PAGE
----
Love-and-Sex Love-and-Sex 6 years
I've read Sotomayor's quote in its entirety. I think she's saying something more nuanced than her detractors and pundits in general allow: that her ethnic background contributes in ways that are positive but not the whole story. What I'm addressing here is how people have seized on it to argue that a person of color will not be able to rule with anything else in mind, when that is seldom questioned if the person in question is white.
organicsugr organicsugr 6 years
Well said bransugar. Jon Stewart intentionally took it out of context and clearly Tres bought it. And people say no one takes Jon Stewart seriously for news.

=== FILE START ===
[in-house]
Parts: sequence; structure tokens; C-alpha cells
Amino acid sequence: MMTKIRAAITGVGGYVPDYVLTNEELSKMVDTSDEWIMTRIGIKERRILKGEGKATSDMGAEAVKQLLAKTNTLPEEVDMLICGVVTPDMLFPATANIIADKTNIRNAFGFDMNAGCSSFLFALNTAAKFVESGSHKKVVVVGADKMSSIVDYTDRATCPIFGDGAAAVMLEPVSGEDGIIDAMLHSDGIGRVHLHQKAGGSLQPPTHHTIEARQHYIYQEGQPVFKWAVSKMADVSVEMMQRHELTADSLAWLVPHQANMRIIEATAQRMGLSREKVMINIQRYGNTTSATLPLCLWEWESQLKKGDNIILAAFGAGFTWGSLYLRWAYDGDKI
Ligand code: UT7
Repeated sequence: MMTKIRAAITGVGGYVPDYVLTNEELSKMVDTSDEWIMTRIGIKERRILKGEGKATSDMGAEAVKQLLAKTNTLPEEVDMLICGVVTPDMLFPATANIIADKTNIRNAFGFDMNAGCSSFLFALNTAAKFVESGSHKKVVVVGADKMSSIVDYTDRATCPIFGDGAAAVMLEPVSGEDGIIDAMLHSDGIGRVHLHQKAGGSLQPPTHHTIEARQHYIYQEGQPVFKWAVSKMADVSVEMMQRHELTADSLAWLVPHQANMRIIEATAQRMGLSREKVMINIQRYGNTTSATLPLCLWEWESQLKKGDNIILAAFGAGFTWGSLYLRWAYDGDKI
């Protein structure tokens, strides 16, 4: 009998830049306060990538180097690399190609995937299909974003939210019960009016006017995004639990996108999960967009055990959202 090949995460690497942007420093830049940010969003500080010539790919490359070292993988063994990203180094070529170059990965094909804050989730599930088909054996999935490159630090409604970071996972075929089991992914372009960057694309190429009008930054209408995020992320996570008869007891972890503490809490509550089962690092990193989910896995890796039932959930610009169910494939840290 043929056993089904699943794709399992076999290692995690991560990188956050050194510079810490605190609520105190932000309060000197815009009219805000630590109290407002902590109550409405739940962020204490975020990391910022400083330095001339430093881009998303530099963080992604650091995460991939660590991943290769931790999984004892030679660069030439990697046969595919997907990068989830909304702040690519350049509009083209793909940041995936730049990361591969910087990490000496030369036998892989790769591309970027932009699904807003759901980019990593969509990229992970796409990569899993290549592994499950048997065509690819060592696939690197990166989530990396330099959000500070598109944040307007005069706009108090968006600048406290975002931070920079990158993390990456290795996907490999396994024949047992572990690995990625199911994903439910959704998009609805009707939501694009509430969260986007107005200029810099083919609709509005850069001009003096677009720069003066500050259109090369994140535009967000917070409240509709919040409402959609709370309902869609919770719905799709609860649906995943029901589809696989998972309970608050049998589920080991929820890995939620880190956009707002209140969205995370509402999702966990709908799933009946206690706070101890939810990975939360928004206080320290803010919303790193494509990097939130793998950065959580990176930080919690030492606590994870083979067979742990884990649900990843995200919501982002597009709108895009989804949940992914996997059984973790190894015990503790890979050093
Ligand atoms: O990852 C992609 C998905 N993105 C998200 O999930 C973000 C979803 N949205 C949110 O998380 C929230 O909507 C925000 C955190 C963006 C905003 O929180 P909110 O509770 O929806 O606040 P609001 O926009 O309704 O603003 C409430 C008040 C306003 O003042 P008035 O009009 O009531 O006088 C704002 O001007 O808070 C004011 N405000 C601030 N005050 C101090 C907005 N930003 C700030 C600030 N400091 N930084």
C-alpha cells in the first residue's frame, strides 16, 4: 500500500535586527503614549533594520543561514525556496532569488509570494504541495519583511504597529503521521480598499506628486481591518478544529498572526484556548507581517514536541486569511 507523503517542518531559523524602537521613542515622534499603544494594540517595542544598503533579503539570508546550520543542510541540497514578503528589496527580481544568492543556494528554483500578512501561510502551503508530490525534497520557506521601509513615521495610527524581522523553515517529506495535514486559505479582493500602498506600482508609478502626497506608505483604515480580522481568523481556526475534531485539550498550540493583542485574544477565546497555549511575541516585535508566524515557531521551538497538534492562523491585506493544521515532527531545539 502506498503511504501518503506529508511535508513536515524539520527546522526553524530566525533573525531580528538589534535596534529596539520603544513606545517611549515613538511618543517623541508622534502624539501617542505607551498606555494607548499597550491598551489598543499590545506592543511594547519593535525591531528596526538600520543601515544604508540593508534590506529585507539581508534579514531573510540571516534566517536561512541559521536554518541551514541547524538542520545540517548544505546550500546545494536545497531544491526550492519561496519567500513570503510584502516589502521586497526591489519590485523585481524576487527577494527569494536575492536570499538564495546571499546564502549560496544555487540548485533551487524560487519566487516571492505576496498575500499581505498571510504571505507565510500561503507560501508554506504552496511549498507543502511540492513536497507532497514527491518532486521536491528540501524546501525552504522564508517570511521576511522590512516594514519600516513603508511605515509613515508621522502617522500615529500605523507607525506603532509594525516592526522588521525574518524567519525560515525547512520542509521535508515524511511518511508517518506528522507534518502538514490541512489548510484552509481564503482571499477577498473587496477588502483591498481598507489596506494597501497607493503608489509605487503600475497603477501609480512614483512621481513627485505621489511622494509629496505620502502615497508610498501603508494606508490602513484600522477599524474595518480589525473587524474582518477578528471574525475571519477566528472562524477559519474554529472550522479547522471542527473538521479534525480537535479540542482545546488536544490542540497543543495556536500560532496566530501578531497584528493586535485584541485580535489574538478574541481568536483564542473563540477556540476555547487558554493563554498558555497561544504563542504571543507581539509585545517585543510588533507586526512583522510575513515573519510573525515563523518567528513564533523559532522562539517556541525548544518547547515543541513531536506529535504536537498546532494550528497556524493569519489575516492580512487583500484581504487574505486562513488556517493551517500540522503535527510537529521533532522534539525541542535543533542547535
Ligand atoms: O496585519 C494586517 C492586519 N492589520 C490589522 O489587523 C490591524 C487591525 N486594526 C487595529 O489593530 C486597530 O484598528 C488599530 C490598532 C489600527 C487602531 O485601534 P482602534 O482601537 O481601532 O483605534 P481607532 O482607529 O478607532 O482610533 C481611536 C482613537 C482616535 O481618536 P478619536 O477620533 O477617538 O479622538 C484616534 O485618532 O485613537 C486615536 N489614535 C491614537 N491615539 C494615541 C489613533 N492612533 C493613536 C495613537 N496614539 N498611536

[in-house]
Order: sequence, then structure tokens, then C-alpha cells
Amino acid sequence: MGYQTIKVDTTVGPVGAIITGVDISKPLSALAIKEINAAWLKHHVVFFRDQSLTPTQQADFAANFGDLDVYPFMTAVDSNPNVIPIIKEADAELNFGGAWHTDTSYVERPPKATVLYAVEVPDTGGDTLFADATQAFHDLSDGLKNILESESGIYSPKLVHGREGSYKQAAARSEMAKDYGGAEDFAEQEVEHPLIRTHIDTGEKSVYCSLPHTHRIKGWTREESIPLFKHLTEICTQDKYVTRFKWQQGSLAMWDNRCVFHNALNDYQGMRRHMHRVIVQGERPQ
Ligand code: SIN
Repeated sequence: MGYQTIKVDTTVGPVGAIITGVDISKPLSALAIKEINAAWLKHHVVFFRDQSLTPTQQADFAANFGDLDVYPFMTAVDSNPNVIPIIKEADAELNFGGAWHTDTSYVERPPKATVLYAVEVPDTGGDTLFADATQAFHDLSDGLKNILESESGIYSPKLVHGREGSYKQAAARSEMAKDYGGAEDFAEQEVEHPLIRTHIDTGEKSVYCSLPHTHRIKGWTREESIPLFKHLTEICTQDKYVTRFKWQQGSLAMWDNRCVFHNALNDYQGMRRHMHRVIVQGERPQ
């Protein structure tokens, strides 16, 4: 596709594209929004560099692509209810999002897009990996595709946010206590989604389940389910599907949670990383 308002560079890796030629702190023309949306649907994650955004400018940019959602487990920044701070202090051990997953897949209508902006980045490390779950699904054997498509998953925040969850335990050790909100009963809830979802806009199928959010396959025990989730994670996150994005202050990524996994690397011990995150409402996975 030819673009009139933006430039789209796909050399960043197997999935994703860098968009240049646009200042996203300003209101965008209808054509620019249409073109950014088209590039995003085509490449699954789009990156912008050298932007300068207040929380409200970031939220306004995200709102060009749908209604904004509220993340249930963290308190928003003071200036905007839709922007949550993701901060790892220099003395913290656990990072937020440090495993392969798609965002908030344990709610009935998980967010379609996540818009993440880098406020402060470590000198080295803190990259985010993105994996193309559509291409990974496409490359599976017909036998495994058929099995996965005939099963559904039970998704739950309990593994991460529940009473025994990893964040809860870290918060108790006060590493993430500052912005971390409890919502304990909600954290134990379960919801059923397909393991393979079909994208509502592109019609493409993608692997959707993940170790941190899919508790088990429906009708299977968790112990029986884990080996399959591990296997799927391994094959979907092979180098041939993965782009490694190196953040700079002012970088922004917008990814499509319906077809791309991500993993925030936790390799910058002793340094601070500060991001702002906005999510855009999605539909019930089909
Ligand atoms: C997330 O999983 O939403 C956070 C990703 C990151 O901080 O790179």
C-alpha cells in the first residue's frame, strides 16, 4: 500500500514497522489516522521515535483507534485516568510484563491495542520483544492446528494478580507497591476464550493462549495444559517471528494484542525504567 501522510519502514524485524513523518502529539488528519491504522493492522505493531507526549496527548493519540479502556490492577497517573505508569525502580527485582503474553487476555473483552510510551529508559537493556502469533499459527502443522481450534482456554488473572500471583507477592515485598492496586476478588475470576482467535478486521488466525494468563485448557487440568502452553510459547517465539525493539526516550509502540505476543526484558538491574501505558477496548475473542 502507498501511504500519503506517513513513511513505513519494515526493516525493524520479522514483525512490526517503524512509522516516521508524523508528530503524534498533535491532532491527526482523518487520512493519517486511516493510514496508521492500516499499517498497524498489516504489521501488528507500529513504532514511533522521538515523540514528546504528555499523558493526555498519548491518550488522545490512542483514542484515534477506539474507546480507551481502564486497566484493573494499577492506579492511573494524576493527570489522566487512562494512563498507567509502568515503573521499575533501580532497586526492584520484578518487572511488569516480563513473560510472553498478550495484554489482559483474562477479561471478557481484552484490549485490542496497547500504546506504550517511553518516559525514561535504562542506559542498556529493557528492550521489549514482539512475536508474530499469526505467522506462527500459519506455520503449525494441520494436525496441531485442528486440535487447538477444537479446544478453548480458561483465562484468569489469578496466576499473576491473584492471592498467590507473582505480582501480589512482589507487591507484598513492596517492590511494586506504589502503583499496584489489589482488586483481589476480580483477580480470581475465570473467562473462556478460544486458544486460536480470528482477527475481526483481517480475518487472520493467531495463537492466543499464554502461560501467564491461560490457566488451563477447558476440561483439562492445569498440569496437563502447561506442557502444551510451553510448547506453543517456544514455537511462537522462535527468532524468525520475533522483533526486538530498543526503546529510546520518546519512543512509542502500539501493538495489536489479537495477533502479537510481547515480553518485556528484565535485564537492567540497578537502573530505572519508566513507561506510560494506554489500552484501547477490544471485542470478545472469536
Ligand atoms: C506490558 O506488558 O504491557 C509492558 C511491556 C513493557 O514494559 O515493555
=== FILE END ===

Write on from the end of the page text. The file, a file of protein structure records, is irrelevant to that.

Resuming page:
bransugar79 bransugar79 6 years
I think that the idea that people of color can't be objective about issues is crazy but I also think it's a little hypocritical to be bashing all these pundits for having a problem with that statement when it was Judge Sotomayor's assertion that her background as a latina somehow would change her ability to rule fairly in the first place. She put it out there and now it's soemohow causing a backlash against people who are pointing out that her race should not be an issue in this confirmation process. She can't have it both ways
HoneyBrown1976 HoneyBrown1976 6 years
Right on, Kim. Yeah, we POCs can't be objective like whites.
KimBurnett KimBurnett 6 years
The implication that people of color cannot judge objectively is hypocrisy bred by institutionalized racism as epitomized by the Supreme Court. I appreciate this article. Thanks for the perspective, Tres.